HANNITY: But a recent study by two professors at the University of Minnesota who specialize in economics and food policy, says misguided policies like that one are to blame for the food shortage that we are all feeling now.
BEN SENAUER, UNIVERSITY OF MINNESOTA: With all of this attention bio fuels is getting, it's supplying about three percent of the transportation fuel needs in the United States. If we use the entire corn crop, leave any of it to feed livestock and export, we could supply about 18 percent of our transportation of fuel needs. So in that sense of the word ethanol in and of itself is not the answer.
HANNITY: The connection between bio fuel and the food shortage is so clear that last week, 24 Republican senators sent a letter to the environmental protection agency suggesting a change to the current mandate on ethanol production.
SENAUER: So if you work out the math and you are going to fill up a 25 gallon tank of a big luxury car SUV with pure, 100 percent ethanol, that's going to take about 450 bushels of corn. That corn contains enough calories, something in the order of 2,000 calories a day to feed a person for a year.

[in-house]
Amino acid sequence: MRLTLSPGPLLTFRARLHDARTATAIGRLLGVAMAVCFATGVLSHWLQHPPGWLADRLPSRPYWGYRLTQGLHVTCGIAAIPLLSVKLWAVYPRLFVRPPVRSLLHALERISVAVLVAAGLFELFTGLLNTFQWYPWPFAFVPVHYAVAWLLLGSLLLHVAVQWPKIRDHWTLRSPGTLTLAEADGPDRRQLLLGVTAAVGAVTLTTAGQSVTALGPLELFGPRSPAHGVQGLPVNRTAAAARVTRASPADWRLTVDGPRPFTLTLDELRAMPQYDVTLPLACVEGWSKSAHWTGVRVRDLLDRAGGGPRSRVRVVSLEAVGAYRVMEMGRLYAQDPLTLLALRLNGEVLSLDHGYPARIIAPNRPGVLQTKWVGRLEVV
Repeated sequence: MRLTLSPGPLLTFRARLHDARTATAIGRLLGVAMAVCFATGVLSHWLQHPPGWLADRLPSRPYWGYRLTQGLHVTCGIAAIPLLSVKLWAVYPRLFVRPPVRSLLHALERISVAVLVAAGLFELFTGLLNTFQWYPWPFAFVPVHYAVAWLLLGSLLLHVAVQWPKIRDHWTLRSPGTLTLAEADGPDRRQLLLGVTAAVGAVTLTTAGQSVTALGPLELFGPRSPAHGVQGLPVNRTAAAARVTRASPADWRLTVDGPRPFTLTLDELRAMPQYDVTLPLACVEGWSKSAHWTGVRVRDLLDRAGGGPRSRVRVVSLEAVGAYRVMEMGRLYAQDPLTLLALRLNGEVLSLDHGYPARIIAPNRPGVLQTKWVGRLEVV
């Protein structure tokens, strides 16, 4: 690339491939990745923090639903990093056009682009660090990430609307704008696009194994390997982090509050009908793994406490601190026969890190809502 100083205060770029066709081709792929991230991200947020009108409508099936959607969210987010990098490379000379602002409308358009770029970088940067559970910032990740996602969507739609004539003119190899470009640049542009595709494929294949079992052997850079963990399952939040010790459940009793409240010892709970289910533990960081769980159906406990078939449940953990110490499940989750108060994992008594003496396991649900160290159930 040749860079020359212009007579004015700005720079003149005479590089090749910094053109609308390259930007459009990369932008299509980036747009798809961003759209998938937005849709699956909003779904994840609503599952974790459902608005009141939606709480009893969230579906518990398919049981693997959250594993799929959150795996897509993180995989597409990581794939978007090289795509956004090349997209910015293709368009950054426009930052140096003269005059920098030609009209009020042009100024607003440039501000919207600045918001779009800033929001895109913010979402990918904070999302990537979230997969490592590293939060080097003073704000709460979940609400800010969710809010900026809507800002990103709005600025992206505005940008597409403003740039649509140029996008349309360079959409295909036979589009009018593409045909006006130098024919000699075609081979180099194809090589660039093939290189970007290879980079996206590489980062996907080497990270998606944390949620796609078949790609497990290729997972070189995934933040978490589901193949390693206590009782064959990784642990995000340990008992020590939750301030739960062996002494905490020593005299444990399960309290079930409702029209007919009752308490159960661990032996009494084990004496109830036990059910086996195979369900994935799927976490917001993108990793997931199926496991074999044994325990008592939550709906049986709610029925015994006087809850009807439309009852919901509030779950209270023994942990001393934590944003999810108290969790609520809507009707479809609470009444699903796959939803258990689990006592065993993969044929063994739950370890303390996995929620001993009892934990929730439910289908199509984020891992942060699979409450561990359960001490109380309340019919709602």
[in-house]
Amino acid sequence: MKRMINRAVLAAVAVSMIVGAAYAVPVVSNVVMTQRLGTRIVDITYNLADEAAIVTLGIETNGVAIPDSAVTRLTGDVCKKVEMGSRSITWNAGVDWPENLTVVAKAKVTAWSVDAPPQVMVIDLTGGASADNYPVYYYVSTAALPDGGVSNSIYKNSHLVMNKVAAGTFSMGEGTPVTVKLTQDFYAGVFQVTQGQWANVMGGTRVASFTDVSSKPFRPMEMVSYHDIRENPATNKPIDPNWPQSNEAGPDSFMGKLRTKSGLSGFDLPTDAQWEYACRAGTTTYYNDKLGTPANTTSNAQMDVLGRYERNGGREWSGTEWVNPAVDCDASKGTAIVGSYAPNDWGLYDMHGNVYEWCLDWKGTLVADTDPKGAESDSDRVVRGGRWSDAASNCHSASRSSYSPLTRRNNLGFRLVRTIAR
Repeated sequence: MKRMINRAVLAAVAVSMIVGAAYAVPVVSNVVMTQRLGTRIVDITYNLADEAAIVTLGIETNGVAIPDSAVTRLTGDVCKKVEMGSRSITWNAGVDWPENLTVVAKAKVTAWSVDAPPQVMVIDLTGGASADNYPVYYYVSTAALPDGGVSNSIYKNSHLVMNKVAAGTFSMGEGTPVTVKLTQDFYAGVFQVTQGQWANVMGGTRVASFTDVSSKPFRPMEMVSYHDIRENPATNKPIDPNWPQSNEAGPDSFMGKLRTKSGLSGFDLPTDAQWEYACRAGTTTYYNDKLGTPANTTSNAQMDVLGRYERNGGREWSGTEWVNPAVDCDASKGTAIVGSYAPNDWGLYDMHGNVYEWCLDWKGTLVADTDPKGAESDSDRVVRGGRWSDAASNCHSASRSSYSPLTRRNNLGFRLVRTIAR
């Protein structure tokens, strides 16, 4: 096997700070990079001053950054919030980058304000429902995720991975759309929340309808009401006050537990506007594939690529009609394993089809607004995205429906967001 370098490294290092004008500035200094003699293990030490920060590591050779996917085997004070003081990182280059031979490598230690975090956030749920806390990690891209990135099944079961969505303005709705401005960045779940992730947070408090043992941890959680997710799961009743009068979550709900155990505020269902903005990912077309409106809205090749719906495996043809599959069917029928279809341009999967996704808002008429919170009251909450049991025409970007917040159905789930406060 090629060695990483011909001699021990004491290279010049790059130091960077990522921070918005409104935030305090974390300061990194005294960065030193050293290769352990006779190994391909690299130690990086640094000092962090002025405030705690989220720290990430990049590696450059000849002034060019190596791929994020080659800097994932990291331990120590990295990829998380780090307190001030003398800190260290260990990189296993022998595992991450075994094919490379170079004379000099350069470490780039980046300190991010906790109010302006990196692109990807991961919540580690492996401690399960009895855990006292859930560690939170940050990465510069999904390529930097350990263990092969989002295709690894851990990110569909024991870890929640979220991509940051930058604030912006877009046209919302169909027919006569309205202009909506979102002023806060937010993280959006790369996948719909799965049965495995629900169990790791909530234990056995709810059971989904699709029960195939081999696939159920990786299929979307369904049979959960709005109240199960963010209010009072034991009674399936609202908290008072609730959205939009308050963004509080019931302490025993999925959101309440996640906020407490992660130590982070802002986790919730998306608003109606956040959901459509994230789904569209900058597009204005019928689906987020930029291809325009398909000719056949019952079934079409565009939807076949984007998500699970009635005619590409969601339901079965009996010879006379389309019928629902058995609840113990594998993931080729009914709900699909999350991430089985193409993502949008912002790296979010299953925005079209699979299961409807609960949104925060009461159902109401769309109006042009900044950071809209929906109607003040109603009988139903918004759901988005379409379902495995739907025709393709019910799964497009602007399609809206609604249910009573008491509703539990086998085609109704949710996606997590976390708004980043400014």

HANNITY: But the fact is, Al Gore has a financial stake in spreading global warming hysteria. He's admitted to investing in the kinds of companies that will profit from his plea, to, quote, "Go green." Was Al Gore thinking about saving the planet or perhaps lining his pockets?
So here we have Professor Gore making the rounds to college campuses with his inconvenient documentary convincing impressionable kids that the U.S. is a country full of irresponsible gluttons with giant carbon footprints. The urged the world to conserve energy, turn to bio fuels like ethanol and cut down on air travel.
By the way, did he mention his mode of transportation? No, his private jet usage never came up. Of course, Al Gore's friends in the liberal media jumped on the global warming bandwagon, sounding the alarm on rising sea levels, melting glaciers and demise of the polar bears.
But they continue to ignore the fact scores of scientists all over the world say human activities are not heating up the earth at all. In fact, some studies indicate is poised to begin a period of global cooling. But the network news outlets - well, they never seem to report on that.
So did Al Gore blatantly disregard climate information that he didn't help his bottom line? Or is he just terribly wrong? Instead of making room on the mantel for his Academy Award, maybe Gore should have been looking a little bit harder at the impact of the shortsighted, quote, "go green" agenda. Now that the wheels are coming off of Al Gore's global warming bandwagon, well, even some of his loyal supporters may have to make a choice, "Should I follow Al Gore's half-baked notion to save the planet or feed my family?" The answer should be obvious.
We can only hope -- now that Hannity has let this cat out of the bag -- other media members around the nation will follow suit and start reporting the really inconvenient truth about Nobel Laureate Al Gore.